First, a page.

Rhum de Taha’a

The resort on Motu TauTau with Bora Bora in the background seen from Baie Tapuamu on Taha'a.

The resort on Motu TauTau with Bora Bora in the background seen from Baie Tapuamu on Raiatea

We like the island of Tahaa. It reminds us of Huahine: fewer tourists, fewer resort bungalows, life seems to be lived at a lower key than elsewhere. A few larger, obviously more expensive homes dot the hillsides but, for the most part, houses are modest and neatly kept. Villages dot the islands like occasional beads on the perimeter road that threads around the shoreline. A village may have its small general store, but most carry just the essentials on their shelves: bread, a limited selection of dry and canned goods – including the ubiquitous corned beef, toilet paper, soap, maybe a few fishing lures and a shelf of engine oil. The main village here on Tahaa, Patio (pronounced Pah-TEE-oh) has a bank with an ATM, but the ATM keys are rusted and rust surrounds the rim of the dead screen – obviously this ATM has not worked in a very long time. Fortunately for us, as we were running low on French Polynesia francs, there was a post office just down the road. All post offices here in French Polynesia seem to have working ATMs outside, and the postal service gives a better exchange rate on withdrawals than do any of the commercial banks.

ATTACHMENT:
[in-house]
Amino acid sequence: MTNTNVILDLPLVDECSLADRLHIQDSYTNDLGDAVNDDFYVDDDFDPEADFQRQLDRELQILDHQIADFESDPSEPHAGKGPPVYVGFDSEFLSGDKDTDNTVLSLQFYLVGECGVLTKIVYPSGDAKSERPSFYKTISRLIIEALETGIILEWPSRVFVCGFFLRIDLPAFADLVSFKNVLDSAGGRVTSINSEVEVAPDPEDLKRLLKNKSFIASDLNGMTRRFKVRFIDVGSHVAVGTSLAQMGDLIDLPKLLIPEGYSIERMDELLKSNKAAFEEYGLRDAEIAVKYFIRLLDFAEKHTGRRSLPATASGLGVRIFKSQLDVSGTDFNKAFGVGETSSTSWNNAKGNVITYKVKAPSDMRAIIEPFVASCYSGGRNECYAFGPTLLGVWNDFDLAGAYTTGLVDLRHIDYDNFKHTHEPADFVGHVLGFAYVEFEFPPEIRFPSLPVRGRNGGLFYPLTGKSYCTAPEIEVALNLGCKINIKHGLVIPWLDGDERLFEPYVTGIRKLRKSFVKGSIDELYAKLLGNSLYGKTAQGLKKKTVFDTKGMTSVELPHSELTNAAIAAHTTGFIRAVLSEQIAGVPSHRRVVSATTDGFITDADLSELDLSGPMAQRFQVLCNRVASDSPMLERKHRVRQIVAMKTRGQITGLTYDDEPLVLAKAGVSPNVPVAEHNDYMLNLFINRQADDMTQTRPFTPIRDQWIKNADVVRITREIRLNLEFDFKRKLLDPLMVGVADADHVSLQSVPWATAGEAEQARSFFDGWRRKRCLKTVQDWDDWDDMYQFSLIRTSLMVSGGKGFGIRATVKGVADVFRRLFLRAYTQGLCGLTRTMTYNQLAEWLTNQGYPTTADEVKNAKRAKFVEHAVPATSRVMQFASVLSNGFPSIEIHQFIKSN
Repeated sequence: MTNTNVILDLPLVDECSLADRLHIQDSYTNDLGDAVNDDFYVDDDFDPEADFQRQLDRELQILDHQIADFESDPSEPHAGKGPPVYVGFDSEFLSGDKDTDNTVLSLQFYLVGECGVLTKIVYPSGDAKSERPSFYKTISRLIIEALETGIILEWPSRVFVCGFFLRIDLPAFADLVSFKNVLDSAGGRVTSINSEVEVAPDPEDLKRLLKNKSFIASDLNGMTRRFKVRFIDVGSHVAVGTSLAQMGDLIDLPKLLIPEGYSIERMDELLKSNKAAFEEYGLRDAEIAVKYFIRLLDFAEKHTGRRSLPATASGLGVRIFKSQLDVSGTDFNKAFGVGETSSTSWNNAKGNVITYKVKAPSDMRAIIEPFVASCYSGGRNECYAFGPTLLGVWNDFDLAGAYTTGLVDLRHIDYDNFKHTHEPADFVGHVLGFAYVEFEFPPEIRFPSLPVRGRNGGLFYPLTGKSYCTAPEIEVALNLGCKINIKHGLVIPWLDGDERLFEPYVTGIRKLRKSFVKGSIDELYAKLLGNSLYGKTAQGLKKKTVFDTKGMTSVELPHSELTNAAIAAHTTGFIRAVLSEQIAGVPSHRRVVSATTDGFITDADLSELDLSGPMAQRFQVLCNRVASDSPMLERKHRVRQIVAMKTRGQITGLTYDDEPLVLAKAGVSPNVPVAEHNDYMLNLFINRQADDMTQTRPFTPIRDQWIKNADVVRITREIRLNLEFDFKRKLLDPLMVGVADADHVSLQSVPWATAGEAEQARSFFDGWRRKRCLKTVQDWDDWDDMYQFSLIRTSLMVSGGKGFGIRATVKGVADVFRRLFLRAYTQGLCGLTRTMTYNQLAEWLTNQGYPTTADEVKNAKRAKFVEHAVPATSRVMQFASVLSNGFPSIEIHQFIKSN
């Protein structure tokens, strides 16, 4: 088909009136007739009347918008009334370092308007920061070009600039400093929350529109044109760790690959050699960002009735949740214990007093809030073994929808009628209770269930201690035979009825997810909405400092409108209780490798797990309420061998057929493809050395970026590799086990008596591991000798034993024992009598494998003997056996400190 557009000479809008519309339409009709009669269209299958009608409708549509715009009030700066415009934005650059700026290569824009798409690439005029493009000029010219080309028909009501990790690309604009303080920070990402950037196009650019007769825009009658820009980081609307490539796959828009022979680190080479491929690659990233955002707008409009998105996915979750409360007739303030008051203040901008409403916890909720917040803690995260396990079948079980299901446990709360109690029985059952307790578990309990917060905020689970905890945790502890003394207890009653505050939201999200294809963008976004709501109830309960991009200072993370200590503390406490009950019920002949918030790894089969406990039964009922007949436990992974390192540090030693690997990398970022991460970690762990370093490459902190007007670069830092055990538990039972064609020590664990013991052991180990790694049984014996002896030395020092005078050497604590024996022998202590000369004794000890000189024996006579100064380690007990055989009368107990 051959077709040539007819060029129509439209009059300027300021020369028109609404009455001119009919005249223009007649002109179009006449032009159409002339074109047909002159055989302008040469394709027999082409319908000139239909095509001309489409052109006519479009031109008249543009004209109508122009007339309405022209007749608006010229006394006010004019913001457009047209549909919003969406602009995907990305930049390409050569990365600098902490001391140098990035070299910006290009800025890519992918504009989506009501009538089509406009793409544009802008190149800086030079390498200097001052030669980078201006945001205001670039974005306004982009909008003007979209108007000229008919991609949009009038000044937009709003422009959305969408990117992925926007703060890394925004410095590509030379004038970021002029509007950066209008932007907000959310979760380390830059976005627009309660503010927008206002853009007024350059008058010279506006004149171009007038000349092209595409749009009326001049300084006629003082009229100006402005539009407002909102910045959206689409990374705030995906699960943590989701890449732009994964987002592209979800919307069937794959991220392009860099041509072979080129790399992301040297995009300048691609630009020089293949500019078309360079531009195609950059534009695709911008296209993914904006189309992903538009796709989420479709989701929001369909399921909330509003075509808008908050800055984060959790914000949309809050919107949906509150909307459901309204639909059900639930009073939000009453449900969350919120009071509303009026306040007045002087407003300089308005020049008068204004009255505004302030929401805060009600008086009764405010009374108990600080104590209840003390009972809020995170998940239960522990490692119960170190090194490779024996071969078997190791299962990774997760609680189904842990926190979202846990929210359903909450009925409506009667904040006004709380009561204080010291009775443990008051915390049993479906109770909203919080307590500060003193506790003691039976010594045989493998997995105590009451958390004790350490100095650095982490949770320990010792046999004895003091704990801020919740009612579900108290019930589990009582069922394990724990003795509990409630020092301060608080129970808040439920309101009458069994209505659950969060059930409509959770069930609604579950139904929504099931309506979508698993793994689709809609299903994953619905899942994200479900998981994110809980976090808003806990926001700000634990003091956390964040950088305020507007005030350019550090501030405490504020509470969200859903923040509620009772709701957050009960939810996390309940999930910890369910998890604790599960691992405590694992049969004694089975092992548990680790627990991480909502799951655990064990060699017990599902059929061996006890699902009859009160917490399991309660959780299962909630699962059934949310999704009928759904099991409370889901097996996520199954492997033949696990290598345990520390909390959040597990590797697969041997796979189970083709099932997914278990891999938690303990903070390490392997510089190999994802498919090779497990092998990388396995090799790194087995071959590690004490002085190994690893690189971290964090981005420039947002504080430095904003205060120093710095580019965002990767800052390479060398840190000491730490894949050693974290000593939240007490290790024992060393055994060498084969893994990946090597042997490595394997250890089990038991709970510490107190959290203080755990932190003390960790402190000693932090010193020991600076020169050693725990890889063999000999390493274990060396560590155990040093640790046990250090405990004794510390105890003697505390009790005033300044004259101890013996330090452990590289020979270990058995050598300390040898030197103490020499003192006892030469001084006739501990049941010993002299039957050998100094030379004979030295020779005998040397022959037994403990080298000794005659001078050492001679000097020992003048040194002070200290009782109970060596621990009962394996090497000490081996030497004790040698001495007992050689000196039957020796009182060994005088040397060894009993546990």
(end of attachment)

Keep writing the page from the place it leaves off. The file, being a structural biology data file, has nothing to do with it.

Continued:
There is a story behind our visit to Patio looking for currency, and it entails our search for a wifi connection Continue reading

Huahine Iti

We left our mooring in Fare on Tuesday, August 9 after first stopping at the main village dock to top up our water tanks. The dock is in reasonably good shape but lacks cleats, bollards or bull rails – anything easy to tie a line to. You have to take a round turn or two through the decking, which makes it interesting when there’s a strong wind blowing off the dock, as there was for us that morning.

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The wooden municipal dock, sans cleats. Not to be confused with the commercial wharf, which is concrete and larger. This one is for visiting yachts. We tied up to take on water, buy ice and fresh vegetables.

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Looking the other way, the sign reads (in French and Tahitian) “Welcome to Huahine Fare.”